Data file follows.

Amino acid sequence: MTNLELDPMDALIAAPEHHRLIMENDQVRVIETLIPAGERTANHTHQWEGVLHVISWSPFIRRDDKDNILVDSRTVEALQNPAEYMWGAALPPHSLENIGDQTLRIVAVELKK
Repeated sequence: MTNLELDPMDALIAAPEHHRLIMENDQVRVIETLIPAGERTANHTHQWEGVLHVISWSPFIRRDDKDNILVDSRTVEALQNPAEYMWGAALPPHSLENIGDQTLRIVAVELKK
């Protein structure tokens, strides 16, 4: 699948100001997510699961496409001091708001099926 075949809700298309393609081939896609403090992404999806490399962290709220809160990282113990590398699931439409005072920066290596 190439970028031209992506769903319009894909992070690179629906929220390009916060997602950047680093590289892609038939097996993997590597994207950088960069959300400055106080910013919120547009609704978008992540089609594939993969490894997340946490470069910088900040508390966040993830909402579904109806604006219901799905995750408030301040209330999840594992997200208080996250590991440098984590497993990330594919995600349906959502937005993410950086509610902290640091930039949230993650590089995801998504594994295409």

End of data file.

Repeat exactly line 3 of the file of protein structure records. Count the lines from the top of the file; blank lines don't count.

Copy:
């Protein structure tokens, strides 16, 4: 699948100001997510699961496409001091708001099926 075949809700298309393609081939896609403090992404999806490399962290709220809160990282113990590398699931439409005072920066290596 190439970028031209992506769903319009894909992070690179629906929220390009916060997602950047680093590289892609038939097996993997590597994207950088960069959300400055106080910013919120547009609704978008992540089609594939993969490894997340946490470069910088900040508390966040993830909402579904109806604006219901799905995750408030301040209330999840594992997200208080996250590991440098984590497993990330594919995600349906959502937005993410950086509610902290640091930039949230993650590089995801998504594994295409």